With Baltimore Unrest, More Debate Over 'Broken Windows' Policing Critics are targeting New York's policing theory, which aims to crack down on minor offenses. But it's also praised for reducing the crime rate.
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With Baltimore Unrest, More Debate Over 'Broken Windows' Policing

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With Baltimore Unrest, More Debate Over 'Broken Windows' Policing

With Baltimore Unrest, More Debate Over 'Broken Windows' Policing

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ROBERT SIEGEL, HOST:

Police departments across the country are under pressure to rethink their most aggressive tactics - not just flashpoints like Ferguson and Baltimore. The nation's largest police department is among those facing growing scrutiny. The New York Police Department is now on the defensive about its long-standing approach known as broken windows policing. NPR's Joel Rose reports.

JOEL ROSE, BYLINE: Simply put, broken windows is the idea that police should aggressively crack down on low-level offenses to stop bigger crimes from happening, and it's been copied all over the country. But critics in New York say broken windows needs fixing. Here's City Council Speaker Melissa Mark-Viverito.

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MELISSA MARK-VIVERITO: Our goal is a simple one - make the system more just. Jumping a turnstile at 16 should not mark you for the rest of your life.

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ROSE: Detractors say far too many New Yorkers, mostly poor and mostly people of color, are arrested or ticketed for so-called quality-of-life crimes like riding a bike on the sidewalk, drinking on the street, jumping a subway turnstile or just being in the wrong place at the wrong time.

FRANDY AUGUST: I received a fine for staying in the park late, which I didn't know.

ROSE: Frandy August got a summons to appear in court just for hanging out in a park near his home him in Brooklyn an hour after it closed at 6 p.m.

AUGUST: I saw the judge, and he was like - case dismissed because it was not that late.

ROSE: August's case was quickly dismissed, but he had to go to a special court in Manhattan and appear before a judge who hears lots of quality-of-life cases. Most of these cases get dismissed or reduced to a small fine.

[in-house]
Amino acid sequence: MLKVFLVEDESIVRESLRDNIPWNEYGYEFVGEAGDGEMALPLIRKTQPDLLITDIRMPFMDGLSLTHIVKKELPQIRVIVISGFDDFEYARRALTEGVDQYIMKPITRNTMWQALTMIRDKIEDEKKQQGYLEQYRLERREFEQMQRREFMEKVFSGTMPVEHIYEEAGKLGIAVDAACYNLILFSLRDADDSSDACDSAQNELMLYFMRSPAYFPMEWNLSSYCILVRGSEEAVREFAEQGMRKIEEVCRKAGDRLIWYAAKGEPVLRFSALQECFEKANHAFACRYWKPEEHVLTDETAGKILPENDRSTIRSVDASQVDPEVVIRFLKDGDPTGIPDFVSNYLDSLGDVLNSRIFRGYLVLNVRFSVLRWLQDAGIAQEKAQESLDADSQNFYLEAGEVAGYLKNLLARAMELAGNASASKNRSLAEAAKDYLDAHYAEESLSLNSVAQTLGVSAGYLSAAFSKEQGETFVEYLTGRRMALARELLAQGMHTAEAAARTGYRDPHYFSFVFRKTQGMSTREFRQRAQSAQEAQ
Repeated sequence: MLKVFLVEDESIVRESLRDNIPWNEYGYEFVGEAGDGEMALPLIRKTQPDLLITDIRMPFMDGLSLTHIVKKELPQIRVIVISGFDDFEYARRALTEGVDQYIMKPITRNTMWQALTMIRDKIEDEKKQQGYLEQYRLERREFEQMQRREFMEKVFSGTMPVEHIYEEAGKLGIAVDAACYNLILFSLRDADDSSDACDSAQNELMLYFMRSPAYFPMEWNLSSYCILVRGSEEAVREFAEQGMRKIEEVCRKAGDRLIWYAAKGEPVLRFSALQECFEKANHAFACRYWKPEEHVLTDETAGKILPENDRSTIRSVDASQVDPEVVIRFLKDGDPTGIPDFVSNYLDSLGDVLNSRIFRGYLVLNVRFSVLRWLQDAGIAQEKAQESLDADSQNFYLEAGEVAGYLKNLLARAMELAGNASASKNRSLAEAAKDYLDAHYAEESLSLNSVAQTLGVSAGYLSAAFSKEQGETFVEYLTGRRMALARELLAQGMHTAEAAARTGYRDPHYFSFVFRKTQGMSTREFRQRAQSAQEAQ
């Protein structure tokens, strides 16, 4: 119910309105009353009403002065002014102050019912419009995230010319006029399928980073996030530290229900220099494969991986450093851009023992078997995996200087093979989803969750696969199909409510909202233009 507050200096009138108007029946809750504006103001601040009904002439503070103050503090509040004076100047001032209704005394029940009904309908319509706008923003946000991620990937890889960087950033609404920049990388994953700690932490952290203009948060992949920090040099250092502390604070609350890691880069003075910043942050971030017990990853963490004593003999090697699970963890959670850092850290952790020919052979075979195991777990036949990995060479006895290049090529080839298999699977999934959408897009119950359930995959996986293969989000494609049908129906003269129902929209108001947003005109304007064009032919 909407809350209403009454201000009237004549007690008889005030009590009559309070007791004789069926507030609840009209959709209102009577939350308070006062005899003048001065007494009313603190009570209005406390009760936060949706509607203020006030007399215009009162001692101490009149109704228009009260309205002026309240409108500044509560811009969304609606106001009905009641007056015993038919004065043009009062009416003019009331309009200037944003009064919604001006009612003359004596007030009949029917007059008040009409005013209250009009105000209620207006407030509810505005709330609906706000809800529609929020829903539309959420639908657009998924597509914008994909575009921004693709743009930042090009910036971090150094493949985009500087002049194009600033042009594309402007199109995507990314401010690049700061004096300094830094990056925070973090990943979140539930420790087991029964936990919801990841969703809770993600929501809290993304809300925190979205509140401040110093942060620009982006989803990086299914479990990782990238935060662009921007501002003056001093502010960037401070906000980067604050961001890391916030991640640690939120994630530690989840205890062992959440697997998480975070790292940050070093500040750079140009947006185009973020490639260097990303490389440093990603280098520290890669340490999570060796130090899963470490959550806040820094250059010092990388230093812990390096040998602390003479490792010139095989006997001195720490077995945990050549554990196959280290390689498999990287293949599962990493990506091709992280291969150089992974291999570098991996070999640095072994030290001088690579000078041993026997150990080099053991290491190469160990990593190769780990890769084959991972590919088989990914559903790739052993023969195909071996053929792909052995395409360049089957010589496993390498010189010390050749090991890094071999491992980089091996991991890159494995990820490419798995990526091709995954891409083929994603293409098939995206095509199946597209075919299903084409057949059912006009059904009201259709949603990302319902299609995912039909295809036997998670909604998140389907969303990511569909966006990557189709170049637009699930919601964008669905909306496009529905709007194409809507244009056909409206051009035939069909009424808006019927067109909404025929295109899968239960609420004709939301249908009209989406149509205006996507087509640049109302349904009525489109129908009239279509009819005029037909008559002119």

DRE FEARON: It's focusing on minor things instead of solving major problems.

ROSE: Dre Fearon was slapped with a $50 fine for possession of marijuana. He does not think broken windows is working.

FEARON: It probably would stop you from riding a bike on the sidewalk for a little while. That's probably it - or, like, leaving your car from running while you're going to store, I guess. But are those criminal activities? If you're talking about criminal activity, this isn't really making a difference with that. I would say it's more harassing people.

ROSE: But defenders of broken windows policing say the statistics are on their side, including the man who's largely responsible for making the approach famous in New York some 20 years ago, the city's police commissioner, William Bratton.

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WILLIAM BRATTON: I can assure you that quality-of-life policing will continue and continue very assertively in this city. It's what made this city safe in the first place.

ROSE: Major crime of all kinds is down almost 80 percent in New York since the bad old days of the 1990s, during Bratton's first tour as police commissioner. Exactly why crime dropped so much is a matter of debate. Still, Heather Mac Donald at the conservative Manhattan Institute thinks broken windows is a big reason.

HEATHER MAC DONALD: The rap against the police used to be that they ignored community requests for assistance in minority neighborhoods. The NYPD is now focused like a laser beam both on where violent crime is happening and where people want help.

ROSE: The NYPD says most quality-of-life enforcement is driven by community requests for help, but critics complain that police are much more likely to be aggressive in poor minority neighborhoods. Activists like Mark Winston Griffith of the Brooklyn Movement Center say that drives a wedge between the people and the police.

MARK WINSTON GRIFFITH: You know, we all want a better quality of life. What we're saying is the approach to it, the tactics that are used to arrive at that, are overly aggressive and are ultimately, on some level, counterproductive to the very goals you're trying to achieve.

ROSE: Part of the concern is that misdemeanor arrests and summonses can turn into real jail time for people who can't afford bail or don't bother to show up in court at all. The New York City Council is now looking at two proposals to decriminalize some minor offenses. The mayor and police commissioner have been getting more and more questions recently about broken windows. Commissioner Bratton has answered them this way.

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BRATTON: The mayor and I have committed to working on the continuing evolution of broken windows quality-of-life policing. It works. It's essential, and it will be continued here in New York City - modified, certainly.

ROSE: Bratton says he's open to some revisions of the city's broken windows philosophy, including more warnings for first-time offenders. But his larger message seems to be, if it ain't broke, don't fix it. Joel Rose, NPR News, New York.

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